Personally, I like eating the yellow parts that consist of essentially crab guts. While somewhat unappetizing and strange looking, the yellow stuff is definitely a strong taste but I love it (and so does Jake).

The easiest method to get out the body meat is to snap the body in half. Often, I see pictures of people cutting it with a knife but it is super easy (one less thing to wash) to just use your fingers. The trick is to push the two halves inwards first to separate them. See pictures below since the process is difficult to describe. Then you just need your fingers to pick at the chunks of meat in the Dungeness crab; blue crab, being smaller, may require those tiny forks if you have giant hands.

My final piece of wisdom is to not use a crab cracker!! All you end up doing is smashing the delicate, sweet sweet meat. The easiest and best method to extract leg/claw meat is to use a fork. Take the fork and insert it into one end and slit it up along the length of the claw. This gives you a nice long entry point to then break the shell in two pieces and even works for the large claws. Unfortunately, this method doesn’t work with lobsters since their shells are too hard but, for all other shellfish, this works marvelously.

After eating 2.5 crabs and shelling the other parts, I collected roughly 2 cups of crab meat. I also threw most of the shells and miscellaneous crab juices into a pot with some bay leaves, half an onion, and some whole peppercorns and made a stock. The culinary plans for the week are crab egg omelets and maybe a crab corn bisque. ;0

Cherokee Trace – Drive Thru Safari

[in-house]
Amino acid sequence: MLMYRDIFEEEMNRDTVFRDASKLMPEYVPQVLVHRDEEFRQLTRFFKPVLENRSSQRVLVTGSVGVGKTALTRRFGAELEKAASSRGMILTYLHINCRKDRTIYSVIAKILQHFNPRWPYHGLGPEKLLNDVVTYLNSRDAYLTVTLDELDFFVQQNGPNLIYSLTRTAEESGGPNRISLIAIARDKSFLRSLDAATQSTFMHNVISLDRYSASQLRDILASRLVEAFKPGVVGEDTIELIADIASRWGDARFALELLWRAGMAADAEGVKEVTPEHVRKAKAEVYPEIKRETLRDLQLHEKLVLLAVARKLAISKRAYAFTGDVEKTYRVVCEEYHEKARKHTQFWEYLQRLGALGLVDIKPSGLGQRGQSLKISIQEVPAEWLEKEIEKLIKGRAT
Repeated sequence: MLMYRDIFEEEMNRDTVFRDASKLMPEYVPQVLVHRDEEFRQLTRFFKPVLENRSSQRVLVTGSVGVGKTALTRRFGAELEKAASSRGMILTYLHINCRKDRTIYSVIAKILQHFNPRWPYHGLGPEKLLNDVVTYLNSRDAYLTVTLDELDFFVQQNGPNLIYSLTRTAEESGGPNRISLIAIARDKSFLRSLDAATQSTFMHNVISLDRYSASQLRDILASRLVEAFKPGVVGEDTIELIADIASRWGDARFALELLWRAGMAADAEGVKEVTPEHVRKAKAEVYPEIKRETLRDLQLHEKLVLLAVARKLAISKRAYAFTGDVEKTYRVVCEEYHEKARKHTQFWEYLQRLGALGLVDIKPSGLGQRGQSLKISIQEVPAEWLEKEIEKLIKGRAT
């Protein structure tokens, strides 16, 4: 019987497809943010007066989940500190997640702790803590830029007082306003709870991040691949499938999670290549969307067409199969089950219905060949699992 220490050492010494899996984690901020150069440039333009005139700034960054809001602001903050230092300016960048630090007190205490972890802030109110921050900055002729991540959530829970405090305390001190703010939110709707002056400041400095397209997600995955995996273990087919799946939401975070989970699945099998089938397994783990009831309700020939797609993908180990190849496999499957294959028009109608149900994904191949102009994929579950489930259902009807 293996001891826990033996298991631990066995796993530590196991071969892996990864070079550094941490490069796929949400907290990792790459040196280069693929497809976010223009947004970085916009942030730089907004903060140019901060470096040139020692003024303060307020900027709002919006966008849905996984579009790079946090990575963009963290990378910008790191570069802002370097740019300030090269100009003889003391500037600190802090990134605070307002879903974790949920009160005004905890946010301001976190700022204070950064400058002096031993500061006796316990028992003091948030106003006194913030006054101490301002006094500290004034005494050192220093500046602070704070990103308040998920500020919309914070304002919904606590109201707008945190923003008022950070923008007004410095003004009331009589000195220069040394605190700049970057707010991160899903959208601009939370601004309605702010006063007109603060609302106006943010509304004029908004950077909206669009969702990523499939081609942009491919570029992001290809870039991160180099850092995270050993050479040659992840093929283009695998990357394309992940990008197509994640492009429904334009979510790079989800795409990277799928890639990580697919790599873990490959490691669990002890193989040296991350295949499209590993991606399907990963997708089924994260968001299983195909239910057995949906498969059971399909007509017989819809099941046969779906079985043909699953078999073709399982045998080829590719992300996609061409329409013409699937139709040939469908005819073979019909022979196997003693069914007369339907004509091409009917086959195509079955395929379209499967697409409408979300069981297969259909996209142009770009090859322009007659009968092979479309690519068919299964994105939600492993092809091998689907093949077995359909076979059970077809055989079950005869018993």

Over the Christmas break, I was gifted tickets for a drive-thru safari on the outskirts of Tyler, Texas. Not surprisingly, I was a bit skeptical about a safari located in East Texas but away I went with the Smiths. Thirty minutes on a winding back country highway (only in Texas can you drive 75 miles/hr on a two lane highway), we arrived at Cherokee Trace. One lone building greeted us, where we purchased the entrance pass and feed (initially, 3 bags of feed but doubled to 6 total bags due to Jake’s generous overfeeding of the animals). A sign pointed us to the cattle guard entrance.

Immediately near the entrance, a horde of deer and a variety of 4-legged African animals swarmed the SUV. The liberal feeding from the hand of Jake and other past visitors, no doubt, must have ingrained some sort of food memory for the animals there because as soon as the car stopped, the animals began galloping towards it. The first set of animals were hesitant to come too close, but the second set did not. A group of zebras stuck their heads through the open car windows, obviously waiting to be hand fed despite a rule stating not to feed the critters from your hand.

The no feeding from the hand rule really made sense for preventing bird attacks. Yes, the various emus and rheas eat their pellets by walking up to it and with one swell peck, gobbling it down whole. I experimented with a pellet dangling off the car window, and it’s a scary site. The cutest moments of the safari trip were when giant herbivores stuck their snouts in (couldn’t fit their giant heads inside the car) and began dangling their tongues as if they were luring for their feed. Lots of animal slobber. And they boxed us in! It’s difficult to drive through a horde of ton-sized mammals.

We ran out of the initial 3 bags of feed around 1/4” of the way through the safari and looped back to buy more bags since the park was quite expansive. Note: I still had half a bag left because apparently I’m a scrooge when it comes to feeding the animals. I would like to point out that I minimize the amount I give them as I want to work a little for it and not to overindulge them. It’s for their well-being! Regardless of my miserly feed lot, the camel encounter near the end of the drive relieved me of all it as the camel swooped in, grabbed the bag, and proceeded to devour it as the pellets fell to the ground.

This safari turned out to be a hoot! Not only was everyone laughing the entire time, the animal encounters were amazing. It felt like an exotic animal petting zoo and at no time,  did I feel unsafe within the confines of the car. I wouldn’t recommend driving through in a small sedan or convertible but any mid-sized car should suffice. I highly recommend a visit to this place if you are in East Texas near the Tyler area. It might even be worth it if you are in the Dallas area because it’s such a great adventure!